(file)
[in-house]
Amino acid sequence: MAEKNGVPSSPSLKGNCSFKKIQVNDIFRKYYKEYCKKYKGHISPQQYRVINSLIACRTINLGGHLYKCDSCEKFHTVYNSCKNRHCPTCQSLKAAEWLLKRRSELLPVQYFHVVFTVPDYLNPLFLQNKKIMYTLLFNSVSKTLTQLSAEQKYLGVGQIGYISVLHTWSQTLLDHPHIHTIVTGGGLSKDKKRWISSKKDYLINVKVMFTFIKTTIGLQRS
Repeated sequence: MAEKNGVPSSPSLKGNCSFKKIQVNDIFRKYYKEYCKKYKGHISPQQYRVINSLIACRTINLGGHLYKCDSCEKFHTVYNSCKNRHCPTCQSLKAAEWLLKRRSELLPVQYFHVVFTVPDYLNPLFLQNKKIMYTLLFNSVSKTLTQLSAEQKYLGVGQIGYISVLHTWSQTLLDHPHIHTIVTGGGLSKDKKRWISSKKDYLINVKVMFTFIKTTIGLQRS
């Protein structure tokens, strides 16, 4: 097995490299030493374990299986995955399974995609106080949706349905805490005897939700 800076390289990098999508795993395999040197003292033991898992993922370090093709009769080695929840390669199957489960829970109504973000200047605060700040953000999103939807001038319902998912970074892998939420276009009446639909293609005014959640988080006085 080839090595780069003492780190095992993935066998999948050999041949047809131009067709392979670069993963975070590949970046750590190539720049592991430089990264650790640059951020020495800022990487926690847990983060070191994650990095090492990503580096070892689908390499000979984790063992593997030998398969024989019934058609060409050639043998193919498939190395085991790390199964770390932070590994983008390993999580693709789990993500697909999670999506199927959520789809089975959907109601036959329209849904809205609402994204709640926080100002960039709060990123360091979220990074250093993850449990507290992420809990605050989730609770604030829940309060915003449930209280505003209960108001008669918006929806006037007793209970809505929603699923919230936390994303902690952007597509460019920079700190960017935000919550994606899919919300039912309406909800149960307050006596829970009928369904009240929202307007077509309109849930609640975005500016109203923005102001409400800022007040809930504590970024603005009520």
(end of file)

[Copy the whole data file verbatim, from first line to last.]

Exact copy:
[in-house]
Amino acid sequence: MAEKNGVPSSPSLKGNCSFKKIQVNDIFRKYYKEYCKKYKGHISPQQYRVINSLIACRTINLGGHLYKCDSCEKFHTVYNSCKNRHCPTCQSLKAAEWLLKRRSELLPVQYFHVVFTVPDYLNPLFLQNKKIMYTLLFNSVSKTLTQLSAEQKYLGVGQIGYISVLHTWSQTLLDHPHIHTIVTGGGLSKDKKRWISSKKDYLINVKVMFTFIKTTIGLQRS
Repeated sequence: MAEKNGVPSSPSLKGNCSFKKIQVNDIFRKYYKEYCKKYKGHISPQQYRVINSLIACRTINLGGHLYKCDSCEKFHTVYNSCKNRHCPTCQSLKAAEWLLKRRSELLPVQYFHVVFTVPDYLNPLFLQNKKIMYTLLFNSVSKTLTQLSAEQKYLGVGQIGYISVLHTWSQTLLDHPHIHTIVTGGGLSKDKKRWISSKKDYLINVKVMFTFIKTTIGLQRS
């Protein structure tokens, strides 16, 4: 097995490299030493374990299986995955399974995609106080949706349905805490005897939700 800076390289990098999508795993395999040197003292033991898992993922370090093709009769080695929840390669199957489960829970109504973000200047605060700040953000999103939807001038319902998912970074892998939420276009009446639909293609005014959640988080006085 080839090595780069003492780190095992993935066998999948050999041949047809131009067709392979670069993963975070590949970046750590190539720049592991430089990264650790640059951020020495800022990487926690847990983060070191994650990095090492990503580096070892689908390499000979984790063992593997030998398969024989019934058609060409050639043998193919498939190395085991790390199964770390932070590994983008390993999580693709789990993500697909999670999506199927959520789809089975959907109601036959329209849904809205609402994204709640926080100002960039709060990123360091979220990074250093993850449990507290992420809990605050989730609770604030829940309060915003449930209280505003209960108001008669918006929806006037007793209970809505929603699923919230936390994303902690952007597509460019920079700190960017935000919550994606899919919300039912309406909800149960307050006596829970009928369904009240929202307007077509309109849930609640975005500016109203923005102001409400800022007040809930504590970024603005009520």